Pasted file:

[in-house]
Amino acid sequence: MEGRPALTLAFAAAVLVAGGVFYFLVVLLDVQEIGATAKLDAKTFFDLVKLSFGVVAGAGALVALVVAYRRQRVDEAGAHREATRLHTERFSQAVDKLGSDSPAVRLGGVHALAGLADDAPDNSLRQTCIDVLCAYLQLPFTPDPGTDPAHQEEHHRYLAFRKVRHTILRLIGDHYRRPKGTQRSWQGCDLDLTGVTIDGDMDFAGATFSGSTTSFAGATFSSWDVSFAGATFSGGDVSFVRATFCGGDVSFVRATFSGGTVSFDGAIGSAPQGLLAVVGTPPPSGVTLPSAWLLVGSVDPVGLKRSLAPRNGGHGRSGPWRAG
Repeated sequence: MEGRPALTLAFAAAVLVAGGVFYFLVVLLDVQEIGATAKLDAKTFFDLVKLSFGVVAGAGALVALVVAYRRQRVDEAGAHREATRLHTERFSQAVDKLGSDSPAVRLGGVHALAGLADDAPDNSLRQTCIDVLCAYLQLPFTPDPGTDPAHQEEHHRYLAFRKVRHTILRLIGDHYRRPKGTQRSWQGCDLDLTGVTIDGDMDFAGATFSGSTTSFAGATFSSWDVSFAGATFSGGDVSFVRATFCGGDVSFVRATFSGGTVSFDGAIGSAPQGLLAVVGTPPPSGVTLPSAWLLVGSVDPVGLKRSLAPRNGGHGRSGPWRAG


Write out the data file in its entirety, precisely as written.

[in-house]
Amino acid sequence: MEGRPALTLAFAAAVLVAGGVFYFLVVLLDVQEIGATAKLDAKTFFDLVKLSFGVVAGAGALVALVVAYRRQRVDEAGAHREATRLHTERFSQAVDKLGSDSPAVRLGGVHALAGLADDAPDNSLRQTCIDVLCAYLQLPFTPDPGTDPAHQEEHHRYLAFRKVRHTILRLIGDHYRRPKGTQRSWQGCDLDLTGVTIDGDMDFAGATFSGSTTSFAGATFSSWDVSFAGATFSGGDVSFVRATFCGGDVSFVRATFSGGTVSFDGAIGSAPQGLLAVVGTPPPSGVTLPSAWLLVGSVDPVGLKRSLAPRNGGHGRSGPWRAG
Repeated sequence: MEGRPALTLAFAAAVLVAGGVFYFLVVLLDVQEIGATAKLDAKTFFDLVKLSFGVVAGAGALVALVVAYRRQRVDEAGAHREATRLHTERFSQAVDKLGSDSPAVRLGGVHALAGLADDAPDNSLRQTCIDVLCAYLQLPFTPDPGTDPAHQEEHHRYLAFRKVRHTILRLIGDHYRRPKGTQRSWQGCDLDLTGVTIDGDMDFAGATFSGSTTSFAGATFSSWDVSFAGATFSGGDVSFVRATFCGGDVSFVRATFSGGTVSFDGAIGSAPQGLLAVVGTPPPSGVTLPSAWLLVGSVDPVGLKRSLAPRNGGHGRSGPWRAG